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By Peter Hoskin
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This
morning, it seemed that the stand-out point from David Cameron’s UN speech would
be his relative
optimism
about the course of the Arab Spring. But now that the text of
that speech has been beamed around for our reading pleasure, it’s actually a
much gloomier passage that leaps from the page. Speaking of the situation in
Syria, Mr Cameron launches a verbal volley against the United Nations itself, which
includes a barely coded attack on countries such as Russia, China and Iran:

“If anyone
was in any doubt about the horrors that Assad has inflicted on his people, just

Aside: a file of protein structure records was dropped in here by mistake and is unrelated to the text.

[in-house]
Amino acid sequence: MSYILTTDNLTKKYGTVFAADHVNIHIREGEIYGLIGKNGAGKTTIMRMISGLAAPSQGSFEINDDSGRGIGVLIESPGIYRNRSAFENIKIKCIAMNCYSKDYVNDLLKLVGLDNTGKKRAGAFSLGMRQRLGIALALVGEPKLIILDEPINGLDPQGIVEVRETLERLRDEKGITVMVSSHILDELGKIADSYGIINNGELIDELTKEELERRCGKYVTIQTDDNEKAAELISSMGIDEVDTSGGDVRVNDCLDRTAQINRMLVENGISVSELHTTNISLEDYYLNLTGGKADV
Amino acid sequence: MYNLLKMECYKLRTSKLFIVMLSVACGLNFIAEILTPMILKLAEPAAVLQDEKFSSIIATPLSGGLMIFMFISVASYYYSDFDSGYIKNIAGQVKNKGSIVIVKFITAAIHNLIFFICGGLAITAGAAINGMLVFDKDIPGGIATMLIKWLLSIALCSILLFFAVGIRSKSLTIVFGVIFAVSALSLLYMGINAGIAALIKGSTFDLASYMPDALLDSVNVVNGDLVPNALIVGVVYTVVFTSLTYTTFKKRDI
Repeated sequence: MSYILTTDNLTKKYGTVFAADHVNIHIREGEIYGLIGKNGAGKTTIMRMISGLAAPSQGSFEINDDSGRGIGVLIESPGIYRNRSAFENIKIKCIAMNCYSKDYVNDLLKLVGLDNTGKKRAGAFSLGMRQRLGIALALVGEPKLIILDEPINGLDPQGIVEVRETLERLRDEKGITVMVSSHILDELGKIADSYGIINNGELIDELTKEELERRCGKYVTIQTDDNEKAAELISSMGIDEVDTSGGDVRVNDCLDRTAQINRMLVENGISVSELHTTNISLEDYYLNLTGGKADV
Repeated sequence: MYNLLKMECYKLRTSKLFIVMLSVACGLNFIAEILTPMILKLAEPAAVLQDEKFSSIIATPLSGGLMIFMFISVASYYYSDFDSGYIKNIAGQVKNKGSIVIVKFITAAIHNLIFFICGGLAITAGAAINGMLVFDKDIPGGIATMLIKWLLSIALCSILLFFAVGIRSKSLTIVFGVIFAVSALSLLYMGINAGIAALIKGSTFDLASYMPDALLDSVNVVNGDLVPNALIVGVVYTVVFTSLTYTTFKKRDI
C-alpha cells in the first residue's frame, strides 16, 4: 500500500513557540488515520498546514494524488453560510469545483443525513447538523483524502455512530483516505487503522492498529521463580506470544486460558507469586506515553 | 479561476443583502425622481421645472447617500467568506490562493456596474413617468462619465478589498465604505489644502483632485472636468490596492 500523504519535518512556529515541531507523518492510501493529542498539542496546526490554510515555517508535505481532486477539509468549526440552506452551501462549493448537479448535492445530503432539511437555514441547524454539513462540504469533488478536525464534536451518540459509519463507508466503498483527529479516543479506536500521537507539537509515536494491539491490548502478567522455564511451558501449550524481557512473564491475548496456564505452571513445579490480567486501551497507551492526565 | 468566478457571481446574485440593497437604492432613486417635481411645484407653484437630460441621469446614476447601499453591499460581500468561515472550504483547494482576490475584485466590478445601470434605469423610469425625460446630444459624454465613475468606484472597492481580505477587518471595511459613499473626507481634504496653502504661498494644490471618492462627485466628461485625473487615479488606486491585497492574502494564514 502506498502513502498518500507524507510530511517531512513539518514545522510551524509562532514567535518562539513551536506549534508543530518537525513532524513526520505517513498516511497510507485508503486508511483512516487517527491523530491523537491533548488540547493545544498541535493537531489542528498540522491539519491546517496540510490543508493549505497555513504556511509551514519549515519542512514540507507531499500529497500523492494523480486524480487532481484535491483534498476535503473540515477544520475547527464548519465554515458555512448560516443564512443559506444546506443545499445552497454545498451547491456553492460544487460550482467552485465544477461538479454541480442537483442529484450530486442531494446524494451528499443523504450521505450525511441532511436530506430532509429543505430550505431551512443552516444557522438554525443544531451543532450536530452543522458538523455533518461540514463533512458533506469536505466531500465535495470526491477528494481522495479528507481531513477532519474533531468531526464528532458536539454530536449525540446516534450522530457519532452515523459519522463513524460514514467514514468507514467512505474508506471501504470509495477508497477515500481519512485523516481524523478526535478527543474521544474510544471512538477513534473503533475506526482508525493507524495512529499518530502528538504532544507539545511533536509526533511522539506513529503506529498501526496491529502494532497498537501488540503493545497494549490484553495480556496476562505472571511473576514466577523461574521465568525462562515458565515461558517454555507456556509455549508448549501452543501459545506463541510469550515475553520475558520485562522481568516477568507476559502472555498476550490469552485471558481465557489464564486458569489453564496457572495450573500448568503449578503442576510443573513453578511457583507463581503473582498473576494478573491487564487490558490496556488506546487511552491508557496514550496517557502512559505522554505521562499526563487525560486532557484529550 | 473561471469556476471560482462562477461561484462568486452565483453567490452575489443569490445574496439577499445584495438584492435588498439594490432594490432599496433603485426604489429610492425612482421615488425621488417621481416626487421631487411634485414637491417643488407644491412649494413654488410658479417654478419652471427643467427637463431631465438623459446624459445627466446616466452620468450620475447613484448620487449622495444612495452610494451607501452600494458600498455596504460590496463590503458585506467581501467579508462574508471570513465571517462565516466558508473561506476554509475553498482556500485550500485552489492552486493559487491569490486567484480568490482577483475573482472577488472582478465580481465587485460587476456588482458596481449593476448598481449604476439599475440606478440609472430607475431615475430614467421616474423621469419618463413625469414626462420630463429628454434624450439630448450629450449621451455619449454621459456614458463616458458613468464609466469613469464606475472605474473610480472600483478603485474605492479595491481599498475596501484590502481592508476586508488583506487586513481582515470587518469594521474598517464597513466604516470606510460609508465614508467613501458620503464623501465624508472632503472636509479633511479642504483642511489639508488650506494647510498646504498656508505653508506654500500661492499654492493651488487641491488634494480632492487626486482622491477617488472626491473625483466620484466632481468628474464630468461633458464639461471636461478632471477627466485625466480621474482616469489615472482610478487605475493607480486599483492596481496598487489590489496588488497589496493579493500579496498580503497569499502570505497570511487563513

look at the evidence published by Save the Children this week; schools used as
torture centres, children as target practice.

A 16 year
old Syrian called Wael who was detained in a police station in Dera’a said: ‘I
have seen children slaughtered. No, I do not think I will ever be ok again … If
there was even 1% of humanity in the world, this would not happen.’

The blood of
these young children is a terrible stain on the reputation of this United
Nations.

And in
particular, a stain on those who have failed to stand up to these atrocities
and in some cases aided and abetted Assad’s reign of terror.”

He
goes on to describe how UN countries might help, including by increasing their
humanitarian support for the Syrian people. But, really, it’s hard to see past the
ferocity of that attack. One of the key trends of the past few years has been —
concurrent with the gradual withdrawal from Afghanistan — an escalation in the
war of words with Russia and Iran. Now it seems that the UN is catching some
flak too, which makes you wonder how much confidence Western policymakers place
in the organisation.

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